Yemen Humanitarian Situation Report
- By the end of May, over 65,000 suspected cases of cholera and at least 532 deaths have been reported, the number of cases increases by the minute*. The outbreak is making an already dire situation for children in Yemen much worse. Almost half of the suspected cases are children.
- The situation is overwhelming for what remains of Yemen’s conflict-battered health system. Hospitals and health facilities are struggling to cope. There is a shortage of health workers, many of whom have not been paid for months.
- UNICEF and partners have been able to support nearly 2.5 million people in cholera-affected or at-risk locations by airlifting essential supplies for treatment, providing safe water through rehabilitation and disinfection of water sources and containers, as well creating awareness among the public on how to prevent cholera.
- With the Health system working at the limits of its capacity, the Community Management of Acute Malnutrition (CMAM) programme becomes even more critical to treat and prevent malnutrition. Over 16,500 children were treated for severe acute malnutrition (SAM) in May and nearly 7,000 received micronutrient supplementation.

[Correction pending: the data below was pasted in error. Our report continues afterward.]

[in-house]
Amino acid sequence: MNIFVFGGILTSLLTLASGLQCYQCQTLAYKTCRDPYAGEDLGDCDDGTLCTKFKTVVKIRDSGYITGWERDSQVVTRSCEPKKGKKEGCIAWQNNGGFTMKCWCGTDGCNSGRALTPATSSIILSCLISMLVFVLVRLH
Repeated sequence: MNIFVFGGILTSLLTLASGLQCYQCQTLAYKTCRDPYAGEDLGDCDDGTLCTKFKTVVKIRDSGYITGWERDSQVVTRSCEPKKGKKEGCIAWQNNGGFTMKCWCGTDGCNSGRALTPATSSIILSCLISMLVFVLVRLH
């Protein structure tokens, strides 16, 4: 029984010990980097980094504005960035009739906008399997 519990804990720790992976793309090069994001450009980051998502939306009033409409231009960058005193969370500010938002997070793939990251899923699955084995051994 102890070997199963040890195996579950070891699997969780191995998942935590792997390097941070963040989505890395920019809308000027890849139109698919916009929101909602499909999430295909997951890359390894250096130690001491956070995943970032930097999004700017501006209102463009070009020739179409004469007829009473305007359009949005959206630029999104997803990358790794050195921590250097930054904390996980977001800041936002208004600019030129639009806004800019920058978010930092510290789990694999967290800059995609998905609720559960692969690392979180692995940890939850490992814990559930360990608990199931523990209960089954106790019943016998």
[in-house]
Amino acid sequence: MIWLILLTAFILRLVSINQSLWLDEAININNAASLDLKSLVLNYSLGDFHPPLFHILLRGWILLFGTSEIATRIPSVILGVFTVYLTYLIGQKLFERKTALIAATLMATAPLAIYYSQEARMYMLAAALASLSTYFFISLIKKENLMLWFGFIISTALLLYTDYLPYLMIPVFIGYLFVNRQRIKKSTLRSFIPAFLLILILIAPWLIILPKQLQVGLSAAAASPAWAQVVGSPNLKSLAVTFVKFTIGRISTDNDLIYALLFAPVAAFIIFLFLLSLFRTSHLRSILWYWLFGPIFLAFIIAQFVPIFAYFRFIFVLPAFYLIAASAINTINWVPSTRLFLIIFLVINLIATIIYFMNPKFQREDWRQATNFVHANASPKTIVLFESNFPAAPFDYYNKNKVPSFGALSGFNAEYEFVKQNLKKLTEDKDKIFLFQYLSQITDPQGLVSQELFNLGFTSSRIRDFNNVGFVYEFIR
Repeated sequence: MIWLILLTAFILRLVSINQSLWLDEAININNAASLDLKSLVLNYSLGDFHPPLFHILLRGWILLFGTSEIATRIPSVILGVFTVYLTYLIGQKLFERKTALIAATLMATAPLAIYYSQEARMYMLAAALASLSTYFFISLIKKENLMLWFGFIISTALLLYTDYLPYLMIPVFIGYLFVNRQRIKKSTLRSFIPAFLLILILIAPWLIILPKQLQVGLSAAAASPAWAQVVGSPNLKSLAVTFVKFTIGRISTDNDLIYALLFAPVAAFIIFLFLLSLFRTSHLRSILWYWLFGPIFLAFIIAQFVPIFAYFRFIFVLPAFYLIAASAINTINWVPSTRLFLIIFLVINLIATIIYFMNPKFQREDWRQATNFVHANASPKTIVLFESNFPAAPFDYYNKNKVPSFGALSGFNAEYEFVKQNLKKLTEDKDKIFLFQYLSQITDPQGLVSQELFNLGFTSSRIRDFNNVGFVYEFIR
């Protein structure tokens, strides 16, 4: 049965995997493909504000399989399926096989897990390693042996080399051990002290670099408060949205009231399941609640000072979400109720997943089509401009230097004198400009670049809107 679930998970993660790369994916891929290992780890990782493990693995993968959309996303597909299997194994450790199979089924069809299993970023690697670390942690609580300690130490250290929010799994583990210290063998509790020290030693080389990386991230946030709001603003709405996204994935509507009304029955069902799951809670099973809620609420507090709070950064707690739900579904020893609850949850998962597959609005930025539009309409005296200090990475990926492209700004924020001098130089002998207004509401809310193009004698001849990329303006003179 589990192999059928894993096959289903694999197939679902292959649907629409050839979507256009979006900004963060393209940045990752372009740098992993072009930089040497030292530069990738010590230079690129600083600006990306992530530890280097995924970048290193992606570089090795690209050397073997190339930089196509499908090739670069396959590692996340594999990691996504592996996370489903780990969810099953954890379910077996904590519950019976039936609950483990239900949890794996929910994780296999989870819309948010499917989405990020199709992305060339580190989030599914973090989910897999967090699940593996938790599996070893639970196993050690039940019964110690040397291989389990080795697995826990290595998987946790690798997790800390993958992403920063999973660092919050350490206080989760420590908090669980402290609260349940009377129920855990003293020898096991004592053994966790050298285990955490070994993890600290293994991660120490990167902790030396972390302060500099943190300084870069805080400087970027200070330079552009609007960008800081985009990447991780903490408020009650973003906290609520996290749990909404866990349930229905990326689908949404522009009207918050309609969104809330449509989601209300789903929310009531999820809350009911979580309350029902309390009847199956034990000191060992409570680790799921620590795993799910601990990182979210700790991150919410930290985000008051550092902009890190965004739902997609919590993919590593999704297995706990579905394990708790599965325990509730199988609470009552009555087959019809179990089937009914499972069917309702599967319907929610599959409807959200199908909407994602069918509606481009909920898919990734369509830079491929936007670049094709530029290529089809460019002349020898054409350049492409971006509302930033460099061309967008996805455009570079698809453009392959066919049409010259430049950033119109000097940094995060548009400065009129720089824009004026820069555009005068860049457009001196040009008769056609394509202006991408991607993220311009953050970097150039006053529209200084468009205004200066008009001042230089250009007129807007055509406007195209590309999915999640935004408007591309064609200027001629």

- The Tetanus Toxoid (TT) vaccination round launched on 29 April was completed on 11 May in 46 High Risk Districts, reaching 36,774 pregnant women and 323,140 women of child bearing age.
- Over 70 per cent of teachers in Yemen have not received their salaries in the past eight months. The situation forced the early closure of the school year in 13 governorates, affecting nearly 4.5 million students.
Situation in Numbers
9.6 million children affected out of 18.8 million people affected
1.6 million children internally displaced (IDPs) and returnees out of 2.9 million IDPs and returnees (Task Force on Population Movement 14th report, Protection Cluster, May 2017)
462,000 children under 5 suffering Severe Acute Malnutrition (SAM)
14.5 million people in need of WASH assistance
14.8 million people in need of basic health care
UNICEF Appeal 2017
2017 Funds available